Syndicated 2011-07-05 10:19:03 from Software Cooperative News

Co-operatives Fortnight and Congress 2011 (#coops14 and #cc11)

It’s Co-operatives Fortnight until 9 July and our co-op is supporting many events:

As you may know, we’ve already done two events:

First, last Friday, Michael attended the Co-operatives UK Annual Meeting on our behalf. Co-operatives UK is our national co-ordinating co-op and the figurehead for the movement in this country. I didn’t see the meeting (the live video link didn’t work for me, as before), but Michael reports:

“The AGM seemed well organized; it was good to hear about the work they’re doing and the concerns regarding the co-operative situation in Poland. I think it’s important to exercise one’s ability to vote, but would have liked more opportunity to speak with people.”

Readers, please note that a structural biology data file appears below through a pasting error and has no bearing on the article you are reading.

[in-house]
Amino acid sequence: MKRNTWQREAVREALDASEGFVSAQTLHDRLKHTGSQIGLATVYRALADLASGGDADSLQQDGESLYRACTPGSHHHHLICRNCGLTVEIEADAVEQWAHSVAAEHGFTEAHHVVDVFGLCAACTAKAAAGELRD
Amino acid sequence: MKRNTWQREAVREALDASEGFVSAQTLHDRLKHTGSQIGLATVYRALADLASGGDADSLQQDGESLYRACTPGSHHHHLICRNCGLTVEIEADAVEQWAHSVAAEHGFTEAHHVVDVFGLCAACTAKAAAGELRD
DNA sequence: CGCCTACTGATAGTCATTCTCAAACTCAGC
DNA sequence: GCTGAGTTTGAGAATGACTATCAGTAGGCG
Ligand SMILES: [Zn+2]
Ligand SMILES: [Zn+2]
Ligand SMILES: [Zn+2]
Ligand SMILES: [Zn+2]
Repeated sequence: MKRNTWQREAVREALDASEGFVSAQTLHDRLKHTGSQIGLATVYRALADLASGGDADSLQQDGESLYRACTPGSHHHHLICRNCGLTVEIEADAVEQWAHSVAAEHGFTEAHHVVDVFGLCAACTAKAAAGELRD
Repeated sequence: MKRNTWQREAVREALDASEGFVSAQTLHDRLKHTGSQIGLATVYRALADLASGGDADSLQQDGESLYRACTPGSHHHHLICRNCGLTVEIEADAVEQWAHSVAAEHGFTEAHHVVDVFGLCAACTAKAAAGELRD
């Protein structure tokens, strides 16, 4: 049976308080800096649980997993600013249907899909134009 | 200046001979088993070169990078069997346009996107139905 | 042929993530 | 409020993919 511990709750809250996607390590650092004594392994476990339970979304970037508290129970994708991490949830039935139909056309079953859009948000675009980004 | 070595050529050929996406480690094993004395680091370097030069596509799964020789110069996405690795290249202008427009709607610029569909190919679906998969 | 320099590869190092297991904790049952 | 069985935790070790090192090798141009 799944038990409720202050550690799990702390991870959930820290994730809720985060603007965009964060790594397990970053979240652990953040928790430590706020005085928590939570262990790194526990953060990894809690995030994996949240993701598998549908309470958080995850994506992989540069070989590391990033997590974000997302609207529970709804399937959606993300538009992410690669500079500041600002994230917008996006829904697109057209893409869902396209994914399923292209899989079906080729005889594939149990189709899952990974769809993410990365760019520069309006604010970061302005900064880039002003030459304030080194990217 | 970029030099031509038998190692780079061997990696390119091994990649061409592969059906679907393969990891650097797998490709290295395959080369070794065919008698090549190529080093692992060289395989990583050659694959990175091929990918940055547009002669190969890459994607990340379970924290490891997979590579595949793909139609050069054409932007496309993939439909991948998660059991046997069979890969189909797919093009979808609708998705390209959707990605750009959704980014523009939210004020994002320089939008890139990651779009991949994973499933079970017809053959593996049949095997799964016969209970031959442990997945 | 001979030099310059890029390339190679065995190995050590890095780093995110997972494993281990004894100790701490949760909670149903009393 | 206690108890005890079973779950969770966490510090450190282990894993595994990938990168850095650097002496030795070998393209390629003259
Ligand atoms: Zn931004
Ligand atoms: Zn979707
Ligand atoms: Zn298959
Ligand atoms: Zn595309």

We couldn’t send anyone to the Mary Portas session on Friday evening, but Paul Dale Smith summarised the session and RuthRosselson described it as “Mary Portas tells Co-op Congress how it is”.

Then on Saturday, I was in Manchester for The Power of Co-operation, thanks to support from software.coop and The Co-operative Bank.

The first session I attended, on mutualisting the Post Office was interesting and pretty full, but I found some later sessions rather frustrating. As well as my usual concerns about surrendering to uncritical use of private-sector software, I got quite annoyed by two sessions on member engagement where the presenters seemed to talk for almost the full time without letting the audience engage! Not good for my blood pressure, that, especially when I feel they’re missing something!